b. Egg albumin induce paw edema in rat

Egg albumin is used to screen agent with acute anti-inflammatory effects, especially if inflammation is not intended to be sustained for long. The procedure used is the same as that of the carrageenan, but with slight modification in some cases. Here paw volume is measured as 20 min interval after the injection of 0.1 ml of the egg albumin for the total duration of 2 h. Paw volume is measured at 0 min before the administration of the test compound. [16]


  Treatment of Pain and Inflammation Top


  1. Nonsteroidal anti-inflammatory drugs (NSAIDs)
  2. Narcotic drugs
  3. Corticosteroids drugs
  4. Immune selective anti-inflammatory derivatives (mSAIDs)
  5. Herbal therapy


NSAIDs

NSAIDs are used for the treatment of mild to moderate type of pain and inflammation. For example, ibuprofen, indomethacin, and diclofenac. NSAIDs act through inhibition of enzyme COX, most precisely COX 2 responsible for the biosynthesis of PGs which triggered inflammation thereby preventing the amplification of the pain stimuli. [17],[18]

Side effects: Nausea, indigestion, bleeding from the stomach, peptic ulcer, and bronchopasm. [19]

Narcotics Drugs

Basically used in the treatment of severe type of pain. These are classified into three groups:

  1. Natural opium alkaloid divided into
    1. Phenanthrene group: For example, morphine
    2. Benzylisoquinoline group: For example, papaverine
  2. Semisynthetic opioid: For example, oxycodone
  3. Synthetic derivatives with structures unrelated to morphine


Mechanism of action

The pharmacological action of narcotic is mediated by specific and multiple receptors. mainly: d, m, and k receptors. Stimulation cause the release of the endogenous opioids like enkaphalin, dynorphin from the terminal ending of the descending pain inhibitory fibers making to attached to receptors of the terminal of the ascending pain carry fibers, and prevent the release of substance P. All opioid analgesic receptors bind to selective endogenous opioid receptors to elicit their pharmacological action. [3]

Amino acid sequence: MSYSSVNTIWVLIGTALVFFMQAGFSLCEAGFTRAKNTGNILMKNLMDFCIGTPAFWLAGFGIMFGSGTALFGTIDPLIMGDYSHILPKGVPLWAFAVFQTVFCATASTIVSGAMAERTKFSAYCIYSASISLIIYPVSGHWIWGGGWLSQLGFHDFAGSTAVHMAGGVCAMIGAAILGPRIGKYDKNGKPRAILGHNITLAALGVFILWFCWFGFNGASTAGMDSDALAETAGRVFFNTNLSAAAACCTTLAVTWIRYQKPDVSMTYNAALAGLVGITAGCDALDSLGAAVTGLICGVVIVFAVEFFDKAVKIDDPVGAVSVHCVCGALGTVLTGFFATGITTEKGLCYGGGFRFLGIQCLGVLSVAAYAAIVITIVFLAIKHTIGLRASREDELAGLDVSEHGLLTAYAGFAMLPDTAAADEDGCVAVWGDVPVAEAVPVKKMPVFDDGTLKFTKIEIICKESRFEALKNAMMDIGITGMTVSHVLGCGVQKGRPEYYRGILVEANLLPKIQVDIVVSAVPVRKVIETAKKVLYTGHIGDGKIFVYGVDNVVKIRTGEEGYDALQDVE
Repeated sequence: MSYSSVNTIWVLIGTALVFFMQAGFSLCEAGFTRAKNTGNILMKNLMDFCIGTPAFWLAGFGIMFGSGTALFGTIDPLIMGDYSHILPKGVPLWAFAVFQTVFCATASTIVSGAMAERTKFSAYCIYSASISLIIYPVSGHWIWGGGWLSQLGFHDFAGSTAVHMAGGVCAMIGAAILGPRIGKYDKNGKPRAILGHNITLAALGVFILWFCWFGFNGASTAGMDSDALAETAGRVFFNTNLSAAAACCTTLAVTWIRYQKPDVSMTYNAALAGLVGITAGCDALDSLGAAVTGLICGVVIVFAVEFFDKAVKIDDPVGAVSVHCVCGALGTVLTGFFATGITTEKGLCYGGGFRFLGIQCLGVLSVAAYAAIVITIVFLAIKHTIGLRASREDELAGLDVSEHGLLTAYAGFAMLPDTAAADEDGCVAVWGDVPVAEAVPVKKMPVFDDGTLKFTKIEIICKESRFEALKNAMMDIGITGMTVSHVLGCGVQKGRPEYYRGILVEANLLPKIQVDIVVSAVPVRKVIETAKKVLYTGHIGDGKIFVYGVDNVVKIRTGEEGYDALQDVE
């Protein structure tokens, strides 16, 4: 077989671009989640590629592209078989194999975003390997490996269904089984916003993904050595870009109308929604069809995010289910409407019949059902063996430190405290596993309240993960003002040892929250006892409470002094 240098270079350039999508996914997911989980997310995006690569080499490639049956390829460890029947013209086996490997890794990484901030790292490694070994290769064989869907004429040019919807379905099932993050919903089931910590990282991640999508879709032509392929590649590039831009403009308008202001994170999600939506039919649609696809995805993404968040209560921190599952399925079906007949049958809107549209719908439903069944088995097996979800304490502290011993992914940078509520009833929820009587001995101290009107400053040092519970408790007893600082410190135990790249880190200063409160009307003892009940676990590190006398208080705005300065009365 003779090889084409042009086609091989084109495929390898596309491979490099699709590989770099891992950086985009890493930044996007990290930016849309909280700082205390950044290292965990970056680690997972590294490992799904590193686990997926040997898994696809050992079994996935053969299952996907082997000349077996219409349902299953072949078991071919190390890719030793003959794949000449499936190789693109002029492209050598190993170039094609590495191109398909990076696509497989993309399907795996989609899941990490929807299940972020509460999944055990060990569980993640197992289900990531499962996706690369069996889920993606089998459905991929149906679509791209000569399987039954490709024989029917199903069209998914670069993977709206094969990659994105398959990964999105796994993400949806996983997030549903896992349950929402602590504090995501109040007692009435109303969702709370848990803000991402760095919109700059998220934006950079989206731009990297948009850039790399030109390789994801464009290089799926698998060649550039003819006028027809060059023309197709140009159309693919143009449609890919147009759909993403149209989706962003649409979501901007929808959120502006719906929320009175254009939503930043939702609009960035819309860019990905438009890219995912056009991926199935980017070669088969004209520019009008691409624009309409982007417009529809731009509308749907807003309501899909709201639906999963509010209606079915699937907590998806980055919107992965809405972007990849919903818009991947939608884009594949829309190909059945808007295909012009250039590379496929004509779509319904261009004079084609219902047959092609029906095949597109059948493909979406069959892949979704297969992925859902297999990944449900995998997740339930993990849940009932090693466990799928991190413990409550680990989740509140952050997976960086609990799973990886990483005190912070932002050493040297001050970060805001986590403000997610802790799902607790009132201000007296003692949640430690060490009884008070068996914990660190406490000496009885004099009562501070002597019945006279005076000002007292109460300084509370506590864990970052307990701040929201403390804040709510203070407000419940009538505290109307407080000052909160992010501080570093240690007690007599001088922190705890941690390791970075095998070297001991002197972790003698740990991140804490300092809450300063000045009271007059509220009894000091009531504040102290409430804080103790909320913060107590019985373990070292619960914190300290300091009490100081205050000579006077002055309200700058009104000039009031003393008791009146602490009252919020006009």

Side effect of narcotics analgesic drugs: Euphoria, tolerance, nausea, vomiting, and sedation.

Corticosteroid Drugs

These are anti-inflammatory agents that prevent phospholipid release and undermines eosinophil action and number of other mechanism involved in inflammation. [10]

Sets of corticosteroids drugs

  1. Glucocorticoids are normally prescribed in the treatment of inflammatory bowel diseases, hepatitis, and allergic reactions.
  2. Mineralocorticoid: Used with other medications in the treatment of cerebral salt wasting.


mSAIDs

This new class of anti-inflammatory agent is found to alter the activation and migration of immune cells involved in amplification of inflammatory response. mSAIDs have been implicated as potential veterinary drugs for controlling and reducing inflammation. [10]

Herbal Therapy

Herbal medicine is the oldest form of healthcare known to mankind. Herbs have been used virtually by all culture throughout history. People around the world in different civilization have used plants to treat different diseases for several years. [20] Herbal medicine is an alternate treatment of disease which constitutes the use of different plants and their extracts. Herbal medicine comes in different forms that include extract, tablet, essential oil, or ointment. Herbs are used to treat various disease conditions such as asthma, eczema, premenstrual syndrome, etc., and some cases may have fewer side effects than conventional drugs. [21] About 28% of all modern drugs in use today are derived directly from naturally occurring substances in plants. [22] Substances derived from plants remain the basis for large proportion of commercial medication [Table 1].
Table 1: Herbal plants with analgesic and anti-inflammatory property

Click here to view



  Conclusion Top


Inflammation is a normal defensive mechanism adopted by the body to get rid of invading microbes. However, if left untreated may result to other chronic diseases. Hence, there is need to arrest it before it gets out of control. Different treatment options are available in the treatment of pain and inflammation. Conventional and herbal therapies are the widely used options employed. The use of the former is greeted with numerous unwanted side effects, which limit their application. The choice of the use of herbal medicine have been encouraged due to it availability, affordability, accessibility, and little or no side effect associated with it.

The use of herbal medicine can serve as treatment options or alternative therapy in the treatment of pain and inflammation.


  Acknowledgment Top


The authors would sincerely like to appreciate Mr Imadi David for his encouragement and support toward the success of this paper. [76]

 
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Abstract
Introduction
Types of Pain
Treatment of Pai...